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EPISODE EIGHT:
"Don't worry, I'm not going to hurt you" is another classic Troughton line, and this is again where the meandering narrative really starts to pick up. Particularly hot are the scenes between the Doctor and the War Chief, with lines like "You may have changed your appearance, but I know who you are" and "I had every right to leave." His offering the Doctor co-rulership of the galaxy and the Doctor seemingly thinking twice presages - and betters - similar Pertwee/Delgado exchanges.

The plan of the aliens is finally revealed - they're letting the humans kill each other so the survivors can become a galaxy-conquering army. Why let your potential army kill half of itself off in the first place? Why not use 'em all? Even for Doctor Who this is a bizarre, whacked-out plot, but does it really matter? Arturo Villar is a Mexican stereotype, but perky Zoe gets to show off her bare arms so that's okay.
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EPISODE NINE:
Yes, on an episode-by-episode basis The War Games HAS suffered in my eyes, but we're on a home straight to the climax now. It's good to see Troughton and Madoc competing in this episode, Madoc one of the few gueststars to offer him any real thespic rivalry. I love The War Chief vindictively gunning down James Bree's irritating Security Chief, and his own death scene is outstanding, him in the background to Madoc's calm War Lord. The ending to this one is also famously superb. (Though why The Doctor doesn't send the box AFTER he's got to the 1917 zone is beyond me. Oh well, I guess if he did there'd be no episode ten...)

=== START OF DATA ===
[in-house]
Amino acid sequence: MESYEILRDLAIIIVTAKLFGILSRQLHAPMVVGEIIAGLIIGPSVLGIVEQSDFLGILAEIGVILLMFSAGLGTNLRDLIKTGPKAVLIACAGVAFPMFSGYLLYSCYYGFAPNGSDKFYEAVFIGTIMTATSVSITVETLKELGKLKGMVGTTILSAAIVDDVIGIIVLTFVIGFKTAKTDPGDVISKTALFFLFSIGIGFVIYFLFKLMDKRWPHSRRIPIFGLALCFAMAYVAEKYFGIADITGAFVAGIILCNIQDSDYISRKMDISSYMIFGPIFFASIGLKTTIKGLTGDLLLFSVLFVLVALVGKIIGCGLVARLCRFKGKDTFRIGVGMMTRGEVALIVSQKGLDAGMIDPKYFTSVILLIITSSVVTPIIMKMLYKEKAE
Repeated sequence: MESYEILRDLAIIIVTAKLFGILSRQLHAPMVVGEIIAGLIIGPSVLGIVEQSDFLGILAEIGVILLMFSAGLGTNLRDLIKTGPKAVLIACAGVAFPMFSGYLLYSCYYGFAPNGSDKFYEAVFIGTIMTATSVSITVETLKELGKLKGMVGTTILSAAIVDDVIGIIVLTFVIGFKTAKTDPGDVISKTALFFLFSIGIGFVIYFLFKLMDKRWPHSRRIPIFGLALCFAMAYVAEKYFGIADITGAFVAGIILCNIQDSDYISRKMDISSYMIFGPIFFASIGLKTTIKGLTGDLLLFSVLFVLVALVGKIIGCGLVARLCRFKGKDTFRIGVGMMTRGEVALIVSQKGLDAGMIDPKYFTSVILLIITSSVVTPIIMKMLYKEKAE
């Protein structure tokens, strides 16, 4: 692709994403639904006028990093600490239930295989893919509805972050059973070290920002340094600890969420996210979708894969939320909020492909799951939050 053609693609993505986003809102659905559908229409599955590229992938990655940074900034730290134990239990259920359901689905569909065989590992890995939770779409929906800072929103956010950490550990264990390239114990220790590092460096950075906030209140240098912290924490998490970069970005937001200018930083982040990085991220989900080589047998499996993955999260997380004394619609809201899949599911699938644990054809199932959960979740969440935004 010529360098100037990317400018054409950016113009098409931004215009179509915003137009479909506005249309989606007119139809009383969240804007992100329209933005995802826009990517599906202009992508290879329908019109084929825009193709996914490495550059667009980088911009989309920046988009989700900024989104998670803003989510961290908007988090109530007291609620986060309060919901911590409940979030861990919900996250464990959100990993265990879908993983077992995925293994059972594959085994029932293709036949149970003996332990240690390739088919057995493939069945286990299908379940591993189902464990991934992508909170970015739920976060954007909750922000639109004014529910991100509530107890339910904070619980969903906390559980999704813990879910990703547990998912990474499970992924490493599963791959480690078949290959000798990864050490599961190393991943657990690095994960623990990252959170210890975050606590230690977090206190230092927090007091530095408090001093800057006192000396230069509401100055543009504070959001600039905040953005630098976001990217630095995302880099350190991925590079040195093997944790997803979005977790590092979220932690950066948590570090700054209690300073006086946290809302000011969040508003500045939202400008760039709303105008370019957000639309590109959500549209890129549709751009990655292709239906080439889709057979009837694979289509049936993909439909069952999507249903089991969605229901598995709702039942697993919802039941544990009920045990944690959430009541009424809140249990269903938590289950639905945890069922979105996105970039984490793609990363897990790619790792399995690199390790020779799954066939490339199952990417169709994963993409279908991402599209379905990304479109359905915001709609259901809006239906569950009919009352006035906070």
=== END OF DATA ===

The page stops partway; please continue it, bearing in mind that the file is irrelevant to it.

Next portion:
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EPISODE TEN:
This episode again has no reprise, but continues directly on from the ninth with a rip-roaring Time Lord finale. Some of this is shameless rip-offs from other adventures, though as they're mainly lost then it's forgiveable. The ripped-off clips are also excellent, such as the falling then floating Tardis fromFury, or the webbed-up version from The Web of Fear. Oddly, the Doctor gives one of his reasons for running away as "a whole galaxy to explore". Just one galaxy? And only Troughton could get away with pinging that spring lever and pretending "it's the controls - they're moving by themselves."

This episode is so much sharper than the prior eight, and - while a little padded and a little cheap - contains more classic moments than you can shake a stick at. The Time Lords aren't quite as impressive as the previous cliffhanger would have us believe, but they still work well. "They'll forget me, won't they?" "You and I know time is relative" "I've never seen such an incredible bunch"... there are so many great bits. Also oddly disturbing is the forced regeneration, which seems to mix the comic (the silent cinema homage, the weird belching noise the Doctor makes) with plaintive drama to produce a strangely unsettling coda. Out of all the regenerations, this is the most unnerving, always makes the hair stand up on the back of my neck. Even though I've enjoyed this story, it really brings home how slow some of the parts are when compared to the pace of this one.
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OVERALL VERDICT:
Still underrated, despite its top forty entry in the big DWM poll. The Discontinuity Guide would have it that it's six episodes too long. Daft, as this has far too much scope for a standard four or even six-parter. Admittedly, pruned down to eight episodes it would work even better. But flaws or no flaws, this is still one of my favourites, and always in my personal top twenty.